August 2013 Reading List: Arab Spring Meltdown Edition

Saturday, August 31, 2013

After its rosy beginnings, there were never any guarantees that the Arab Spring would stay pretty, and in August it has seen a strong turn for the worse. Egypt's military, content with America's (complete lack of) reaction to their bald-faced coup d'├ętat in July, decided to up the ante with a thuggish and bloody crackdown on the Muslim Brotherhood. Much ink was spilled on the growing Algeria parallels there before the Asad regime wrenched the world's attention back toward Syria with an apparent chemical weapons that is forcing governments worldwide to make some very difficult decisions. Recommended reads from this month on these weighty subjects and more:

A Short Guide to the Middle East (K.N. Al-Sabah, Financial Times)
In a month where the comedians sometimes seemed to offer more insight than the pundits, this ultra-brief letter to the editor put the absurdity of the modern Middle East conflicts and alliances into much-needed perspective.

9 Questions About Egypt You Were Too Embarrassed To Ask (Max Fisher, Washington Post)
A solid guide for the uninitiated. (Also, don't miss Fisher's 40 Maps That Explain the World.)

The Liberal Dark Side (James Traub, Foreign Policy)
Ominous: "Morsy's single greatest mistake, in retrospect, was failing to put those fears to rest by ruling with the forces he had politically defeated. He was a bad president, and an increasingly unpopular one. But nations with no historical experience of democracy do not usually get an effective or liberal-minded ruler the first time around. Elections give citizens a chance to try again. With a little bit of patience, the opposition could have defeated Morsy peacefully. Instead, by colluding in the banishment of the Brotherhood from political life, they are about to replace one tyranny of the majority with another. And since many Islamists, now profoundly embittered, will not accept that new rule, the new tyranny of the majority will have to be more brutally enforced than the old one."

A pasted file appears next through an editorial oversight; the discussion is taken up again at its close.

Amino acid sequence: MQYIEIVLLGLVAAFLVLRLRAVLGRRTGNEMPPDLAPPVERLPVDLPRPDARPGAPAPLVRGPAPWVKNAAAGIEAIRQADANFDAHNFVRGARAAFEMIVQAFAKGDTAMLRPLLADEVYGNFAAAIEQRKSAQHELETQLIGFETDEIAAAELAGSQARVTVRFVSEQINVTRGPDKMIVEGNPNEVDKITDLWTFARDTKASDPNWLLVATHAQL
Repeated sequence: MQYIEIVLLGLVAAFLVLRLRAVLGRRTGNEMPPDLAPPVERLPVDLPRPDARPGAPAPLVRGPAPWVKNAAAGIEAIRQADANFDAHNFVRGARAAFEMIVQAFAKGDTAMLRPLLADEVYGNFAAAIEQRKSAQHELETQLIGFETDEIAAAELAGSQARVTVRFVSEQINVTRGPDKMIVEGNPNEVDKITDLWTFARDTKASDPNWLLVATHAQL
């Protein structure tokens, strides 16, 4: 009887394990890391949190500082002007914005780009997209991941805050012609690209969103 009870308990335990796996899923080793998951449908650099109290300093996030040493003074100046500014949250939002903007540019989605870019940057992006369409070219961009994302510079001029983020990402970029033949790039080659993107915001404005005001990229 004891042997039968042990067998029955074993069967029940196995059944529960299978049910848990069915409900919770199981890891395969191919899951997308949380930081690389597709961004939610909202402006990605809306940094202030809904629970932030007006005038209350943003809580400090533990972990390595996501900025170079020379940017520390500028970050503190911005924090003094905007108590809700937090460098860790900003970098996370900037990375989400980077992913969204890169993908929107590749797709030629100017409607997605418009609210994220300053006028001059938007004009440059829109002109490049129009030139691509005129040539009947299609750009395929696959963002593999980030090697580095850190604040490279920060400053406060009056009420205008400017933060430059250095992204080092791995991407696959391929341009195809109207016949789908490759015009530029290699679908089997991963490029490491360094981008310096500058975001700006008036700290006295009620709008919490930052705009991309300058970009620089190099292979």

Will Egypt's Agony Save the Arab Spring? (Daniel Brumberg, Foreign Policy)
If only it were that easy. Nonetheless, a great analytical effort to extract lessons from Egypt's democratic meltdown.

Recent analysis of the Syria conflict has fallen out of date almost as soon as it has been published, so most links aren't of much use. Nonetheless, remembering a certain recent war into which the US rushed headlong without sufficient justification, I hope public opinion considers the questions raised by George Packer, John Cassidy, Michael Collins Dunn, and other cool heads (including even The Onion). If we can't even express in plain language what we hope to accomplish by striking Syria, we definitely shouldn't do it, however touched we all are by the latest tragedy or the larger conflict.

Reunited After 50 Years, An Algerian Buena Vista Social Club Makes Its U.S. Debut (Anastasia Tsioulcas, National Public Radio)
Finally, an uplifting story! A nice overview of Algeria's talented El Gusto orchestra.

Slow Ideas (Atul Gawande, The New Yorker)
From India, a useful reminder that there are no shortcuts when it comes to the hard work of changing human behavior.

Air Travel, Like Other Facets of American Life, Is Not What It Used To Be (Anand Giridharadas, New York Times)
On the growing "class divide" in flying, reflecting broader trends in our society.

FDA Issues Its Strongest Warning on Malaria Drug Lariam (Traci Tong, PRI's The World)
I've been saying it for years: this stuff is poison, and someday soon we're going to look back and wonder how doctors ever prescribed it. (Think bloodletting.) I'm done with it.

Is Elon Musk's Hyperloop a Pipe Dream? (Tad Friend, The New Yorker)
Maybe, but anything that might revolutionize transport in our lifetimes is still tantalizingly cool, especially when someone as dynamic as Musk is behind it.

The High Costs of Travel Visas (Alex Tabarrok, Marginal Revolution)
Mathematical proof of the idiocy of visas: requiring a visa for travelers from a given country is "associated with a 70% reduction in inbound travel from that country".

Mauritania, The Most Amazing Place You'll Probably Never Visit (Mitchell Kanashkevitch,
I have visited, though I didn't have as much fun as this guy did there! An enjoyable photo essay.


Liz said...

Andrew, I love that you're blogging again. Keep it up!

Andrew G. Farrand said...

Merci beaucoup, Lala Liz :)

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